I’m trialling i3 now and I like it: it solves several routine problems while presenting a new learning curve to ascend. Habit is probably going to keep me lugging around my huge KDE environment for a while.
On a second thought, this can’t work on phones; most TOS don’t even allow code to be downloaded from within an app (which I can’t say is without reason.) I still think this is the cleanest way to do on the desktop though.
I ran into posts about these things years before I finally switched. The annoyance of clicking around the screen doing trivial things reached a point, and that’s when I looked more into the solution I already knew about.
Here’s something though: My habit is to organize my thoughts visually and with my KDE desktop I have a few dozen links directly to websites, either in groups on the desktop or in folders by category on the desktop, and it is important to me that they be arranged in accustomed areas of the screen. I don’t use the favorites menu in a browser. I do make heavy use of tabs, though, and Firefox’s feature of thumbnails of recent sites appearing on newly opened tabs. I’m OK with substituting hjkl, tab key, or cursor keys, followed by enter, for mouseclicks, as long as I don’t have to do long sequences of them. I don’t want to trade thumbnails and icons for text-based lists of URLs. What would you suggest as the best adaptation of i3 for me?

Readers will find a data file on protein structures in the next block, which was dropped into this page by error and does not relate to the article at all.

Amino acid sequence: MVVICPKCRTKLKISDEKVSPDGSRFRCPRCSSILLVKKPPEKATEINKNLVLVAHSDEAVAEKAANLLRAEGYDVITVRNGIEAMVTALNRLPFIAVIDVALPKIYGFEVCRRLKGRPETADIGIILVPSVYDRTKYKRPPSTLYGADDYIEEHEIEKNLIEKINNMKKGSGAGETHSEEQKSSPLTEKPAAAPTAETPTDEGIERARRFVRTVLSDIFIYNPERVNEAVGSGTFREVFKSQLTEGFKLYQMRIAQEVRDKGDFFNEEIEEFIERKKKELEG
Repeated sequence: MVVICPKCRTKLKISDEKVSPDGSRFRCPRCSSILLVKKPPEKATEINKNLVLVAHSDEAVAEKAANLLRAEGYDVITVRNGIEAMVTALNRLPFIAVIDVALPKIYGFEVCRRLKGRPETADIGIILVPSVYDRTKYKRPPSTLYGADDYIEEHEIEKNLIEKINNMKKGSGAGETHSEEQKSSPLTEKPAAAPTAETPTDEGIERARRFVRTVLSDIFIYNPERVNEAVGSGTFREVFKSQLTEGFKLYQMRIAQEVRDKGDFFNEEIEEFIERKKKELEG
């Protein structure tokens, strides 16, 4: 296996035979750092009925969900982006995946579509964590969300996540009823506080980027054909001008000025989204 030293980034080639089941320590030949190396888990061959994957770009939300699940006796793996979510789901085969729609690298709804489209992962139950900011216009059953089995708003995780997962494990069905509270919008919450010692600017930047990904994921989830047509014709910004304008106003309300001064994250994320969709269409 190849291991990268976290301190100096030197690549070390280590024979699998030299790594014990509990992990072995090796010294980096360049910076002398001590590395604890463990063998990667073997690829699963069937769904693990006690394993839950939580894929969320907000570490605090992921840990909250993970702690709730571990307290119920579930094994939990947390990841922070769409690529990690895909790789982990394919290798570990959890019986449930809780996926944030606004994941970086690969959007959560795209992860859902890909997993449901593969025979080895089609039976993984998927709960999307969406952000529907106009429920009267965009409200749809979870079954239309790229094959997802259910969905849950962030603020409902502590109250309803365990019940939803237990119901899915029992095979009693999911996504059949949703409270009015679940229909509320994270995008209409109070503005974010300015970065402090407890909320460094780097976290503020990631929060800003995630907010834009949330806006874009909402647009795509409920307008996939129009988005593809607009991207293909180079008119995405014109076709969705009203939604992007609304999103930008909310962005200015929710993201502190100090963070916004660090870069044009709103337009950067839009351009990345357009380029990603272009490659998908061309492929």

Well, we need our own phone OS, and not poobuntu.
I have heard that complaint from other people, not just Jessie Frazelle, that iPhone is preferable to Android phones because it just works. Sure, geekish tweaking in ones chosen domain (such as general-purpose computers) might be fulfilling, while in other domains (such as phones or, say, motor vehicles) is just a pain and you just want the thing to work and not get in the way. And Android is a big culprit in causing people aggravation, while Apple have obviously spent a vast amount of resources in making the use of their products as smooth as possible.
A fork of Android might be needed.
In KDE (I don’t know if this applies to other Linux graphical desktops) a shortcut to a website will be in the form of a small text file with extension “desktop” which you can run by clicking it, just like in Windows or OSX with URL shortcuts on the desktop (by the way, the most convenient way to create such links is with the Firefox plug-in, lcwmcfpon. Hand-editing such desktop files is idiotic and tedious. Drag-and-drop does not work to produce a working link).
OK, so I want a window manager, and maybe i3 is the one, that will allow somewhat similar point-and-shoot functionality, even if done by keyboard, in a window. Maybe a tiny desktop in a window, at the lower-limit of visibility, would be possible, or maybe I’m asking too much.
We’re so off topic here now Anyways, I’m not sure how to do that in i3; I don’t usually use bookmarks that way. In fact, I usually just start typing away in Chrome, and the thing I’m looking for is magically offered up. I get the appeals of a more visual approach, it’s just it feels overwhelming and cluttered for my poor mind that’s already at seventeen different places…
Well, the windows in a window manager are certainly containers, of a kind, and apps run in them, so that’s sorted.
It’s probably just habit on my part. It’s only recently that I really got into bash-history reverse search, so I’ll try the spontaneous browser typing, which I already do to a degree, and see how I go.